The Tibetan Endless Knot or Infinite Knot is a Buddhist symbol that represents the movement of what is eternal, intertwined spiritual paths and time. The form of the Endless Knot is evocative of wisdom and compassion in Tibetan Buddhism. The top and bottom of the symbol symbolize the interaction of opposing and dual forces, which eventually come together and unite in the universe. The Tibetan infinite knot also represents the inseparability of the Void and the reality of existence. Finally, since the Knot has no beginning or end, it is also defined as the Wisdom of Buddha.
A traditional instrument of Tibet, the conch is considered to be the symbol of the power of the Buddha's word. The dextrorotatory conch winds to the right and is the rarest and most conducive to the practice of Tibetan Buddhism. It symbolizes the sound of the Dharma that awakens beings from the sleep of Ignorance, thus inspiring them to do their own good for the good of others. It is also the protection of the Jewel of the Dharma, the progression from step to step towards the ultimate realization, Awakening or Enlightenment.
The Dharma wheel remains the most important symbol of Tibetan Buddhism, it symbolizes Buddhist law as well as the teaching of the Buddha who was the first to set this Wheel in motion. The Dharma Wheel represents the eternal movement of the cycle of rebirths (or karma). It is also the continuity of the Buddha's teachings, in all its forms and in all directions, teaching that leads to Happiness and Liberation The Dharma Wheel is often represented with four or eight branches, embodying the Four Noble Truths and the Eight Steps.
Symbol of absolute purity and Awakening, emblem of spiritual elevation, the lotus has the particularity of taking root in mud or mud, its stem bathing in water while its flower blooms majestically on the water. The lotus represents the elevation of the soul, first purely materialistic through its roots, then tasting the experience of water through its stem, to finally achieve enlightenment and awakening through its flower.
Tibetan Buddhists see through the Lotus the true nature of Beings, the stem being samsara (cycles of life and death), the flower symbolizing peace and serenity.
The Tibetan victory banner is the symbol of Buddha's teaching, triumph over ignorance, Buddha's doctrine over the forces of evil: passion, fear of death, pride and lust.
It particularly symbolizes the Buddha's renunciation of all the mental disturbances and illusory appearances of samsara.
The Treasure Vase represents a multitude of wealth, intellectual and prosperity. It is a Tibetan symbol of long life and abundance.
It also symbolizes moral discipline, the study and practice of the Dharma, especially through the good that one can bring to others and the development of altruism.
When wearing a Tibetan jewel representing the treasure vase (it is not by chance that these pendants are often said "ghau" or "gao", simply because they can be filled), remember to slip inside everything that you think is beneficial for you and all living beings. This can be Tibetan mantras, or photos of people who are especially important to you, or thoughts or prayers...
Originally, the two fish were the symbol of the Yamuna River and the Ganges, but they later became the symbol of good fortune for Hindus and Buddhists. Among Tibetan Buddhists, the golden fish represents living beings who practice dharma, and who should not fear drowning in the ocean of suffering, since they can freely swim as fish do in water, in order to choose their rebirths.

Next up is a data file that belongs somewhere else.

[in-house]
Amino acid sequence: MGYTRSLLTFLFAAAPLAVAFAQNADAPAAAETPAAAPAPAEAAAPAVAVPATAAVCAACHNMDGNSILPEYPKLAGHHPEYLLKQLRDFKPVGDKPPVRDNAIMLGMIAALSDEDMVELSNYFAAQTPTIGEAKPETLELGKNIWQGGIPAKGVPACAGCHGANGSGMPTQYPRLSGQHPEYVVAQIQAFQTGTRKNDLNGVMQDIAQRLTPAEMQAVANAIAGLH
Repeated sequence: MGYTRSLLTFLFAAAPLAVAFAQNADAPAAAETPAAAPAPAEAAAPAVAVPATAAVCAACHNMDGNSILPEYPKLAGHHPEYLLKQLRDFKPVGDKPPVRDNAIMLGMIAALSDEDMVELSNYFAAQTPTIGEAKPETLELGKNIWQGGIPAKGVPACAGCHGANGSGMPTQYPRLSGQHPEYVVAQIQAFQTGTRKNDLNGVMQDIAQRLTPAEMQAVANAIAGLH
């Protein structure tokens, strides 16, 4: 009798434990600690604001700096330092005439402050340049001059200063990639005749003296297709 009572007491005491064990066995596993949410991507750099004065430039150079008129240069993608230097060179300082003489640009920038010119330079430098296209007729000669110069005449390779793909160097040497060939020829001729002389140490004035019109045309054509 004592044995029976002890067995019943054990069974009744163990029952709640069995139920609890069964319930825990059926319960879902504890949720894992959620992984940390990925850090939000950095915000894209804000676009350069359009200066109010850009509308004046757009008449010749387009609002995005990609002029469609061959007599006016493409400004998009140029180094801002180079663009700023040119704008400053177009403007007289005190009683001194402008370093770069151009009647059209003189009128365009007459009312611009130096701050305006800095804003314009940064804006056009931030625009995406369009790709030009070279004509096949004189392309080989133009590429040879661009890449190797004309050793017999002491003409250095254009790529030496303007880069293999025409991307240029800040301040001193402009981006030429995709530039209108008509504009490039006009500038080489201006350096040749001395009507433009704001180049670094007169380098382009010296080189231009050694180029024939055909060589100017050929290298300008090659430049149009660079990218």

The parasol symbolizes the activity that protects men from all evils: diseases, accidents, evil spirits. It also protects beings from the lower worlds. In Tibetan Buddhism, the umbrella protects us from suffering. The Tibetan umbrella is the guarantor of wisdom.
From a Buddhist point of view, the umbrella represents a form of protection and welcome to anyone who would like to enter the path of Dharma and progress on the path of Enlightenment.
THE VAJRA OR DORJE
Vajra, in Tibetan dorje. It is arguably the most important symbol of Tibetan Buddhism. The term means "diamond" and refers to the indestructible nature of the mind in itself, awakening, which is both imperishable and indivisible. The small scepter seems to be, originally, the diamond lightning of the god Indra, it is a mark of royalty and power.
(1) the five upper points represent the five wisdoms, five facets of the diamond that is the awakened mind:
mirror-like wisdom, which means that the awakened mind, just like a perfectly polished mirror, clearly reflects all things, possesses the ability to know everything, without any confusion.
the wisdom of equality, which recognizes that all the phenomena of samsara (my ordinary world) and nirvana (the pure fields or paradise of the Buddhas) are of an equal nature in that they are of a unique essence: emptiness
the wisdom of distinction, which denotes that the awakened mind perceives not only the emptiness of all phenomena (which is what the wisdom of equality operates) but also, in an uncontroduction simultaneity, all phenomena as they manifest themselves;
the fulfilling wisdom, which allows the Buddhas to create pure fields and emanations working for the good of beings;
the wisdom of universal space, which indicates that all phenomenes, beyond all concept and duality, dwell in the pure knowledge of the spirit.
2° At the same time as the five wisdoms, these five upper points symbolize the Five Conquerors or five main Male Buddhas on a mystical level. The five lower points symbolize the Five Female Buddhas.
3° The mouths of makara (sea monster) from which emerge the tips denote the liberation of the cycle of existences.
4° The eight upper petals represent the eight male bodhisattvas, in other words eight large bodhisattvas dwelling in celestial domains.
5° The eight lower petals are the eight female bodhisattvas.
6 ° The round part in the middle designates emptiness.